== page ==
Dr. Brumbaugh will present "Late Preterm Children Demonstrate Altered Brain Function and Structure at School Age" on Monday, May 5. To view the study abstract, go to http://www.abstracts2view.com/pas/view.php?nu=PAS14L1_3670.1.


Story Source:

The above story is based on materials provided by American Academy of Pediatrics. Note: Materials may be edited for content and length.


Cite This Page:

American Academy of Pediatrics. "Being born 4-6 weeks premature can affect brain structure, function." ScienceDaily. ScienceDaily, 5 May 2014. <www.sciencedaily.com/releases/2014/05/140505094157.htm>.
American Academy of Pediatrics. (2014, May 5). Being born 4-6 weeks premature can affect brain structure, function. ScienceDaily. Retrieved August 28, 2014 from www.sciencedaily.com/releases/2014/05/140505094157.htm
American Academy of Pediatrics. "Being born 4-6 weeks premature can affect brain structure, function." ScienceDaily. www.sciencedaily.com/releases/2014/05/140505094157.htm (accessed August 28, 2014).

Share This




More Health & Medicine News

Thursday, August 28, 2014

Featured Research

from universities, journals, and other organizations


Featured Videos

from AP, Reuters, AFP, and other news services

Killer Amoeba Found in Louisiana Water System

Killer Amoeba Found in Louisiana Water System

AP (Aug. 28, 2014) State health officials say testing has confirmed the presence of a killer amoeba in a water system serving three St. John the Baptist Parish towns. (Aug. 28) Video provided by AP
Powered by NewsLook.com
Who Could Be Burnt by WHO's E-Cigs Move?

Who Could Be Burnt by WHO's E-Cigs Move?

Reuters - Business Video Online (Aug. 28, 2014) The World Health Organisation has called for the regulation of electronic cigarettes as both tobacco and medical products. Ciara Lee looks at the impact of the move on the tobacco industry. Video provided by Reuters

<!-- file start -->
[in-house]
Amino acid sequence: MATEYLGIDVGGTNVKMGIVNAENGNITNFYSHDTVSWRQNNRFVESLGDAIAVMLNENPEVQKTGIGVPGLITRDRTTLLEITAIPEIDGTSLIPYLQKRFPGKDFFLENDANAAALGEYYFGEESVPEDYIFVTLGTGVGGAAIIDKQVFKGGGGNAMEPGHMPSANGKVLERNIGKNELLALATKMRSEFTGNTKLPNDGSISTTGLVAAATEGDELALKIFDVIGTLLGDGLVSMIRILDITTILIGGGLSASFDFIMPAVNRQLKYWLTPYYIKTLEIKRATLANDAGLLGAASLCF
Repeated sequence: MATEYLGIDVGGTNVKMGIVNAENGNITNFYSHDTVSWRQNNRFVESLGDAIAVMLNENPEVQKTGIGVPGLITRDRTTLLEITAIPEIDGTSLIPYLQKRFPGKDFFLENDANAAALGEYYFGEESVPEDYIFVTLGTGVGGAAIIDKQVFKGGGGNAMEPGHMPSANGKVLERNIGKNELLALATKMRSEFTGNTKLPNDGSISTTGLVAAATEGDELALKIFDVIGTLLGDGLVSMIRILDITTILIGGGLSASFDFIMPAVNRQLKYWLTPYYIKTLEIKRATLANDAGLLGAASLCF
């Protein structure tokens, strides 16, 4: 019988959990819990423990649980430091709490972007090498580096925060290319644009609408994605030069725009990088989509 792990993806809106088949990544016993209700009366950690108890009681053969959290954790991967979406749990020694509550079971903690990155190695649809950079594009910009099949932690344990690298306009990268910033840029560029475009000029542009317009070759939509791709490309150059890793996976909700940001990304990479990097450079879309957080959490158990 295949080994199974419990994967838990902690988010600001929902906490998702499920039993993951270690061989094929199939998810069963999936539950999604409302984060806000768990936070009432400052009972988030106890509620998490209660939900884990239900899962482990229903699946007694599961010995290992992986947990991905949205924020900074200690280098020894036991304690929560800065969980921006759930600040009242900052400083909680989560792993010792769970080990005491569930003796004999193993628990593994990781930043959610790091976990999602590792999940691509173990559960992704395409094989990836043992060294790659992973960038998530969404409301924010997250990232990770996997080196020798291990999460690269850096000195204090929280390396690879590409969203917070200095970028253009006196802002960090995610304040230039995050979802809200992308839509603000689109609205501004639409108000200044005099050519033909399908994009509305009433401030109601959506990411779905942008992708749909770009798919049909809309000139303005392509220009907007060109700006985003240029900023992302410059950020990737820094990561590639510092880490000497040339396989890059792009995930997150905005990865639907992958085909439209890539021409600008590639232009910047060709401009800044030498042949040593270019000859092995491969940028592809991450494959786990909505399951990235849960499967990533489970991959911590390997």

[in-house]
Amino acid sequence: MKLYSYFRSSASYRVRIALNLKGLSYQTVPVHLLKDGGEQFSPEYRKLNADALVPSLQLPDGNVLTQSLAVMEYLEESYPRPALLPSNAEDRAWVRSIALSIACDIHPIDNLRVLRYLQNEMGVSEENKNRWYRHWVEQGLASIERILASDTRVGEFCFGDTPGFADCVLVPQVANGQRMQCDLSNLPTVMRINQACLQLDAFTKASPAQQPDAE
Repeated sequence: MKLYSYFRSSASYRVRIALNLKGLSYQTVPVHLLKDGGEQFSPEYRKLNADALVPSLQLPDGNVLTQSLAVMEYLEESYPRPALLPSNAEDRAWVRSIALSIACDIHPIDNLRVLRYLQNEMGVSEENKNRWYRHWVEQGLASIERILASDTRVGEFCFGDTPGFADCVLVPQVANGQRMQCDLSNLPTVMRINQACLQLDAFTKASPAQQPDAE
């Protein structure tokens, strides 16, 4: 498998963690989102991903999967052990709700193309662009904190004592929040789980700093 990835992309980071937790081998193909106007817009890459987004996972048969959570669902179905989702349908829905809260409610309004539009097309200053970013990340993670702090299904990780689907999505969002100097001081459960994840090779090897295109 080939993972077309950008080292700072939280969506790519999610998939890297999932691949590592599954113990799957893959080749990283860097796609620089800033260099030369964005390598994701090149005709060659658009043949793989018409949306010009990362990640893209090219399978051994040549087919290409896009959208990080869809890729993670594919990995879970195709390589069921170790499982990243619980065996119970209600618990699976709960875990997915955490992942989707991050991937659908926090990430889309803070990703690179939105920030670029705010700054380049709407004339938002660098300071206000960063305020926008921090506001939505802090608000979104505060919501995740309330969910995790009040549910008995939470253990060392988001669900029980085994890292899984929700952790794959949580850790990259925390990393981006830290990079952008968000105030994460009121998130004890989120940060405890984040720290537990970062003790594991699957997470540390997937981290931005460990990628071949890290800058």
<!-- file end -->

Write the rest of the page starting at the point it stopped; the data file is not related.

Powered by NewsLook.com
CDC Director On Ebola Outbreak: 'It's Worse Than I Feared'

CDC Director On Ebola Outbreak: 'It's Worse Than I Feared'

Newsy (Aug. 28, 2014) CDC director Tom Frieden says the Ebola outbreak is even worse than he feared. But he also said there's still hope to contain it. Video provided by Newsy
Powered by NewsLook.com
How A 'Rule Of Thumb' Could Slow Down Drinking

How A 'Rule Of Thumb' Could Slow Down Drinking

Newsy (Aug. 28, 2014) A study suggests people who follow a "rule of thumb" when pouring wine dispense less than those who don't have a particular amount in mind. Video provided by Newsy
Powered by NewsLook.com

Search ScienceDaily

Number of stories in archives: 140,361

Find with keyword(s):
Enter a keyword or phrase to search ScienceDaily for related topics and research stories.

Save/Print:
Share:

Breaking News:
from the past week

In Other News

... from NewsDaily.com

Science News

Health News

Environment News

Technology News



Save/Print:
Share:

Free Subscriptions


Get the latest science news with ScienceDaily's free email newsletters, updated daily and weekly. Or view hourly updated newsfeeds in your RSS reader:

Get Social & Mobile


Keep up to date with the latest news from ScienceDaily via social networks and mobile apps:

Have Feedback?


Tell us what you think of ScienceDaily -- we welcome both positive and negative comments. Have any problems using the site? Questions?
Mobile: iPhone Android Web
Follow: Facebook Twitter Google+
Subscribe: RSS Feeds Email Newsletters
Latest Headlines Health & Medicine Mind & Brain Space & Time Matter & Energy Computers & Math Plants & Animals Earth & Climate Fossils & Ruins